Back in 2018, the U.S. Department of Labor’s Wage and Hour Division (WHD) debuted its “Payroll Audit Independent Determination” or “PAID’’ pilot program. Under this program, WHD invited employers to voluntarily audit their payroll practices and disclose any “non-compliant practices” to the DOL. WHD then audited the employer’s records and calculations of what the employer owed to employees, and would tell the employer what it thought the employer should pay. The employer then paid its employees, and employees signed a release of any FLSA claims against the employer for the covered periods. Participating employers were not subject to civil monetary penalties and were not required to pay liquidated damages to employees.
The program was less useful than it seemed. Among the pitfalls of the PAID program included:
- The PAID program release was limited to “potential violations for which the employer had paid back wages,” meaning employees could still pursue claims arising outside the period covered by any back wage payment.
- The release covered claims under the FLSA only, and not necessarily wage claims under state law.
- The PAID program was not available to resolve issues already being investigated by the DOL or, more importantly, raised in a lawsuit or threatened litigation. It helped in cases where an employer had identified problems on its own, but offered no help to employers seeking to settle current disputes over alleged FLSA violations.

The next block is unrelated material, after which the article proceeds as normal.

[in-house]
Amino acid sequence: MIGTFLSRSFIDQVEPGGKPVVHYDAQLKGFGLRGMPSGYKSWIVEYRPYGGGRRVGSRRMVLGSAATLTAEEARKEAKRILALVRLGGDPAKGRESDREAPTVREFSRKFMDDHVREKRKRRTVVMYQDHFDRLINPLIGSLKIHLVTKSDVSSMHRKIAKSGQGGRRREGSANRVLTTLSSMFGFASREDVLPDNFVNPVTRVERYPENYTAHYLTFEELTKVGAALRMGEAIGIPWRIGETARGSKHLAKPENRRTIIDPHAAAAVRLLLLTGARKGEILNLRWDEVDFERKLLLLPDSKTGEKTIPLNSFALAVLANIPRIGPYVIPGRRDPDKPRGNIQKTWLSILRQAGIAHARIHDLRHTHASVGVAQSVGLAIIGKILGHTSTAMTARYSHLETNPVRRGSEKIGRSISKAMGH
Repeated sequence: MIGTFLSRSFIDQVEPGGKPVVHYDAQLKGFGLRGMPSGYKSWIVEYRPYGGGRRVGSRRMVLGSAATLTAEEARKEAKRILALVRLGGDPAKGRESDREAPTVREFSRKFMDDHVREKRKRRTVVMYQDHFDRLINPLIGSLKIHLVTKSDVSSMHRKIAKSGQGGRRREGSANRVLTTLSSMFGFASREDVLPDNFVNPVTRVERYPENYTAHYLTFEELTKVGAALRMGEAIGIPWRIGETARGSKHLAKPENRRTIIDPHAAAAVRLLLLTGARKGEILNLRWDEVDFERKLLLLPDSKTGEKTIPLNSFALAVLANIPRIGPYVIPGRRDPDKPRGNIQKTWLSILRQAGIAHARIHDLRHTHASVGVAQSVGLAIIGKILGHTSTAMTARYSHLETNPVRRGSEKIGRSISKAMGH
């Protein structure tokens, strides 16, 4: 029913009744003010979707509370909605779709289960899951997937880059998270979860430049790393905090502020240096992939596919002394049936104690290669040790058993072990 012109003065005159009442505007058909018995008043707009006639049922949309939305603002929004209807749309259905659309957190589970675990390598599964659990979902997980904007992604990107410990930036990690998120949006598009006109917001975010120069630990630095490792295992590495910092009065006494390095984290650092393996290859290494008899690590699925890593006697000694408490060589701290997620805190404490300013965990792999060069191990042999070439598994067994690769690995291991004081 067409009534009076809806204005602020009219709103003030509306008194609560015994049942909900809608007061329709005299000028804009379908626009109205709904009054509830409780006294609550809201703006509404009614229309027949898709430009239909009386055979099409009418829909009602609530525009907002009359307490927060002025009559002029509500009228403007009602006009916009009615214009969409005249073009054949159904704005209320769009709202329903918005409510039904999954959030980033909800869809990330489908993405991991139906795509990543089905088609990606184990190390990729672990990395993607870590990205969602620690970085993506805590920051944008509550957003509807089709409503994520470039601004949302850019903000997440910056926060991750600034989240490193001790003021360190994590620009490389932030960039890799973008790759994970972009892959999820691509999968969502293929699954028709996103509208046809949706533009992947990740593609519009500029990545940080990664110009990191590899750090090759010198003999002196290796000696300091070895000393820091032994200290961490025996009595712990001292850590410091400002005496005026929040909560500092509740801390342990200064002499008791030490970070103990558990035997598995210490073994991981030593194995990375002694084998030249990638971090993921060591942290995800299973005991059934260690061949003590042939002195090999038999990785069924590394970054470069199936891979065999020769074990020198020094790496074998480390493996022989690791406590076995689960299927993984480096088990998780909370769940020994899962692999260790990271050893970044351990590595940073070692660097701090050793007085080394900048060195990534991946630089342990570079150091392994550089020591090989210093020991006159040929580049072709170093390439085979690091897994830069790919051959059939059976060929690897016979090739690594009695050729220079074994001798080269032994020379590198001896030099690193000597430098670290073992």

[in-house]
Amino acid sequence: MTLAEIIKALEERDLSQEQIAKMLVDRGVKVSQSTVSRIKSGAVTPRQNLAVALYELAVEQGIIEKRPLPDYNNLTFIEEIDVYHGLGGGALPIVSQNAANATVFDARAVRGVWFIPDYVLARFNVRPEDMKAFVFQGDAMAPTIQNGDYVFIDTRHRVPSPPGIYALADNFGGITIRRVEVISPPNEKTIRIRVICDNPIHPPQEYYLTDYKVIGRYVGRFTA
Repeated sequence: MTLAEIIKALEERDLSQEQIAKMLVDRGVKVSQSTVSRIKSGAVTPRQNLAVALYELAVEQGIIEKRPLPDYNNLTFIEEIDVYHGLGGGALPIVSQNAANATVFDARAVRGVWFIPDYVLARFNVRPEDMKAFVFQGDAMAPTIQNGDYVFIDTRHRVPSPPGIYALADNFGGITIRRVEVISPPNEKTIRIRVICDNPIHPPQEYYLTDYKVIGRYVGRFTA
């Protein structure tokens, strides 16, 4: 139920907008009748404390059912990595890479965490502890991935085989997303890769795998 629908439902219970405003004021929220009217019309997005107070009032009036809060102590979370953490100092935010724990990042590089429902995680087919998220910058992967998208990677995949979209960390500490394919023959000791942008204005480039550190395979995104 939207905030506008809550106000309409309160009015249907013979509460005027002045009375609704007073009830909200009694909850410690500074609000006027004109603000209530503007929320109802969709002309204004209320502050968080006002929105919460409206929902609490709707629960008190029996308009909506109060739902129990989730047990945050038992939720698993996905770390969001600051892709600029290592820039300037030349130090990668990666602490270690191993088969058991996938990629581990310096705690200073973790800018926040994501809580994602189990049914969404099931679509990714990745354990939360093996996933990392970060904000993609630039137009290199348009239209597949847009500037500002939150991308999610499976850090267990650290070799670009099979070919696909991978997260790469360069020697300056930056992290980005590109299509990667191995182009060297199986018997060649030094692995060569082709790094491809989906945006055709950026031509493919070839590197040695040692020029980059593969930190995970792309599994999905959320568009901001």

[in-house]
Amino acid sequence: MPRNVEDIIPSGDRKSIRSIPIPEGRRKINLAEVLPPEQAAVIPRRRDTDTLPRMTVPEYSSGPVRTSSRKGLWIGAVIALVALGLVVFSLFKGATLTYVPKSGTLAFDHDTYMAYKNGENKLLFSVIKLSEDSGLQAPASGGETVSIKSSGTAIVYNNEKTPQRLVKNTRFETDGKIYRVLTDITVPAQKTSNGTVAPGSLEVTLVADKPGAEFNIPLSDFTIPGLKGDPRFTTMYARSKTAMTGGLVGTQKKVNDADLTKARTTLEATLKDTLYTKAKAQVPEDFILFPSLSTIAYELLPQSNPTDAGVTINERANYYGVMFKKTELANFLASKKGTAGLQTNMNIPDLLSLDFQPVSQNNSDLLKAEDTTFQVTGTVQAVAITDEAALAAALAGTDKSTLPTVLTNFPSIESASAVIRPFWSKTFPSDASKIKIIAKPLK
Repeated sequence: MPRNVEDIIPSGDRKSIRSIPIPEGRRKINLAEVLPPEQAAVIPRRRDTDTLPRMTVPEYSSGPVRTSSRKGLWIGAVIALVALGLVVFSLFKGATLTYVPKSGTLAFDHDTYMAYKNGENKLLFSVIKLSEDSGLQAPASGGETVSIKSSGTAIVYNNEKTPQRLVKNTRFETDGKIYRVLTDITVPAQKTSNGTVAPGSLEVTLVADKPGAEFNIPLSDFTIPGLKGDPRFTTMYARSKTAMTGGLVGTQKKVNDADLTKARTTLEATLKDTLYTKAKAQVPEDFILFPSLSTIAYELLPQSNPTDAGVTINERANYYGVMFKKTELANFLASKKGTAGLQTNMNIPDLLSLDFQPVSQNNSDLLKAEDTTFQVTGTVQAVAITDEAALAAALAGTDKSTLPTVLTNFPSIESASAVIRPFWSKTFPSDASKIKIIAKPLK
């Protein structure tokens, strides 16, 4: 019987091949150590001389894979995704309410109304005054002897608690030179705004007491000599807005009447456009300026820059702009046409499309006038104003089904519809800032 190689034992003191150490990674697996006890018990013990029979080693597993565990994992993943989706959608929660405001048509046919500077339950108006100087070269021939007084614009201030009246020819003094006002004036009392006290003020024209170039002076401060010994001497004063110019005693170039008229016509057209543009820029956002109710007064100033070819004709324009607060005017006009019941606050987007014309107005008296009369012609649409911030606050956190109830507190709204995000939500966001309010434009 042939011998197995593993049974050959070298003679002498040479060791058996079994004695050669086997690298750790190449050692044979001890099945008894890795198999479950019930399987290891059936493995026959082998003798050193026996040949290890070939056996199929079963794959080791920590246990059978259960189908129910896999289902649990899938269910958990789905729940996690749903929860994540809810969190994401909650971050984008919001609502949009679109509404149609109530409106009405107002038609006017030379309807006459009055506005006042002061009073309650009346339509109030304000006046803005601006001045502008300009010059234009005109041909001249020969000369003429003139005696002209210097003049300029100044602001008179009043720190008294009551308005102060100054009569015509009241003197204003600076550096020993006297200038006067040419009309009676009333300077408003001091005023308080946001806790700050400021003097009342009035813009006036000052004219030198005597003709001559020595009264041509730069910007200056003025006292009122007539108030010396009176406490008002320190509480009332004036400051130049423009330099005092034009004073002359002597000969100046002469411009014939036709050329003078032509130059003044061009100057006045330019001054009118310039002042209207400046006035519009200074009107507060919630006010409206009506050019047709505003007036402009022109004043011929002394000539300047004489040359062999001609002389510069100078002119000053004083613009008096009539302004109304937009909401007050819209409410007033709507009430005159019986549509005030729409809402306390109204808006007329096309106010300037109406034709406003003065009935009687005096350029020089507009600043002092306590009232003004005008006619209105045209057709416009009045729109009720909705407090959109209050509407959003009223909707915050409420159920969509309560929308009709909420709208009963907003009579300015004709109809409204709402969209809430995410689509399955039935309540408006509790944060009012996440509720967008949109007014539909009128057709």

In short, the PAID program was far from an easy way to avoid liquidated damages and attorney fees. After WHD announced the pilot program, several states’ attorneys general objected to the program, concerned that it would undermine state enforcement of their own wage and hour laws. Employers didn’t embrace PAID, either: DOL reported to the Senate that just 74 employers used it in the first 18 months.
Now, employers don’t have to consider whether PAID is an option. Last Friday, January 29, the DOL abruptly ended the program. The DOL did not explain the “immediate” demise of the program, saying only that it “will rigorously enforce the law, and . . . use all the enforcement tools we have available.” The swing from a baby step toward self-enforcement to more rigorous agency-directed enforcement is part of the shift expected with the Biden administration. The trend to watch from here will be what happens to WHD’s audit and enforcement efforts. Do not expect the DOL to replace this pilot.